- Release Date: January 29, 2013
- Genre: Sci-Fi/Historical
- Pages: 432
- Publisher: Blazer + Bray (Harper Collins Children)
Synopsis : Inspired by H. G. Wells’s classic The Island of Dr. Moreau,The Madman’s Daughter is a dark and breathless Gothic thriller about the secrets we’ll do anything to know and the truths we’ll go to any lengths to protect. . . Sixteen-year-old Juliet Moreau has built a life for herself in London—working as a maid, attending church on Sundays, and trying not to think about the scandal that ruined her life. After all, no one ever proved the rumors about her father’s gruesome experiments. But when she learns he is alive and continuing his work on a remote tropical island, she is determined to find out if the accusations are true.
. . . and you thought you had father issues. Juliet Moreau’s life has been world of hardship since her disgraced father, the mad Dr. Moreau, abandoned her family leaving them to ruin. Years later a chance encounter leads Juliet to her father and his mysterious island inhabited by strange islanders.
Now with just her mad father, a former servant and the mysterious castaway Edward Prince, Juliet learns that the strange island of Dr. Moreau has more secrets than what lays in the doctor’s laboratory.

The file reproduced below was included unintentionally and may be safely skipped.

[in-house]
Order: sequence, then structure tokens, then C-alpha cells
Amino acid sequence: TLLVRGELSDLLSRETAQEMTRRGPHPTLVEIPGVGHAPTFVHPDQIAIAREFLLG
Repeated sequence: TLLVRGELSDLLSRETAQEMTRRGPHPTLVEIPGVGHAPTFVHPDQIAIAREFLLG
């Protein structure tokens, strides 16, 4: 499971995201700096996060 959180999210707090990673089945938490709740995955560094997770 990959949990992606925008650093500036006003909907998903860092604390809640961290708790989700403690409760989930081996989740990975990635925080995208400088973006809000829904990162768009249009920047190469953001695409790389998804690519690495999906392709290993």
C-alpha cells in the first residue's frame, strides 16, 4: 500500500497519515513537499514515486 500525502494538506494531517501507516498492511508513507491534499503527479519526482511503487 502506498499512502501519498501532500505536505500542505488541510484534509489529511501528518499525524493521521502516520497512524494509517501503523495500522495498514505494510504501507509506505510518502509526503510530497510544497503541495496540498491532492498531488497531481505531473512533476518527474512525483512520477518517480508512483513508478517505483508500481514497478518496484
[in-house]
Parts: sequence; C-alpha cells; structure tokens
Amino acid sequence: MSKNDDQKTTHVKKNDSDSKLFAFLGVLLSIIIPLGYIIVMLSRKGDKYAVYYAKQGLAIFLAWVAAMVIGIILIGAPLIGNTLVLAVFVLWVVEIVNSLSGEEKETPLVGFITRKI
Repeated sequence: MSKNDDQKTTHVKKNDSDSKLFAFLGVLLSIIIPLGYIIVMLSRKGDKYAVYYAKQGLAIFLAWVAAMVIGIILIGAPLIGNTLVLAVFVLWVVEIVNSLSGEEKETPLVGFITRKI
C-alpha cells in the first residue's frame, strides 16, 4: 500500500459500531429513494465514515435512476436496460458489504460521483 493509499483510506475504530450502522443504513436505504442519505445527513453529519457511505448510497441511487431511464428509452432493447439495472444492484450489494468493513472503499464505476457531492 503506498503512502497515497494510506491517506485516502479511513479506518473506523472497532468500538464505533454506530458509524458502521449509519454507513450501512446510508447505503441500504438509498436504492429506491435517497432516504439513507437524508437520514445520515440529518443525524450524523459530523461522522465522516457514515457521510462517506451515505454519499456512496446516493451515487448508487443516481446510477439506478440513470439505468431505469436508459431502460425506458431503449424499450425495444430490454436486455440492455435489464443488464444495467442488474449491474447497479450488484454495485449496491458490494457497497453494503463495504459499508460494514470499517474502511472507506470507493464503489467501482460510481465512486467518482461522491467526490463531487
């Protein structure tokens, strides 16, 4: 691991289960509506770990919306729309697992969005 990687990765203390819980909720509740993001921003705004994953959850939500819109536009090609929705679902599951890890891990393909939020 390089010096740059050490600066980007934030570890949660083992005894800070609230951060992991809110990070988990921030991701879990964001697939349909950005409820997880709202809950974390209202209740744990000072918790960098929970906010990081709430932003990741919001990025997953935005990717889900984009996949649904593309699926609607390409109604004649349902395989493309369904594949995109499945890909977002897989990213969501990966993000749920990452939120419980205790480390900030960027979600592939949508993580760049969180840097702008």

Based on what I’ve
read about the original story, The Island of Dr. Moreau by H.G Wells, this novel is more of a “based on” story with original characters and plot points added in, including Juliet and a seemingly standard love triangle.
Juliet is a decent character, she wasn’t a a maiden in distress but she wasn’t really memorable. We kept being told that she was a little mad (like her father) but I just didn’t really see it. She does have her moments in the book and I liked how she wasn’t overly passive.
The novel has it’s eeriness (I mean vivisection is a real thing. eeck !) and there is a bit of a twist ending, however, the novel is so fast paced that I would have liked it to slow down and allow us to get to know the characters a little bit better. It seems everything that we need to know has already happened so we are coming in halfway through.
A lot of times when I read historical the “fiction” part and the “historical” part don’t always blend, but Shepard handled it seamlessly. The historical aspects didn’t feel forced. The writing had a modern twist but stayed true to the time period.
I found this book
hard to reviews because I kept trying to
figure out how it fit into the mythology of the original story, Because so much
of the “world building” is already set up what I really expected from
this book was a little more characterization. instead I found this book to be more of a “based-on” story, I don’t think one really even needs to know the original story to enjoy it.
The Madman’s Daughter is a good”inspired by” read with an ending that will keep you reading into the night. Sheppard’s debut novel has solid plotting and setting but left me wanting a little bit more from a few of the characters.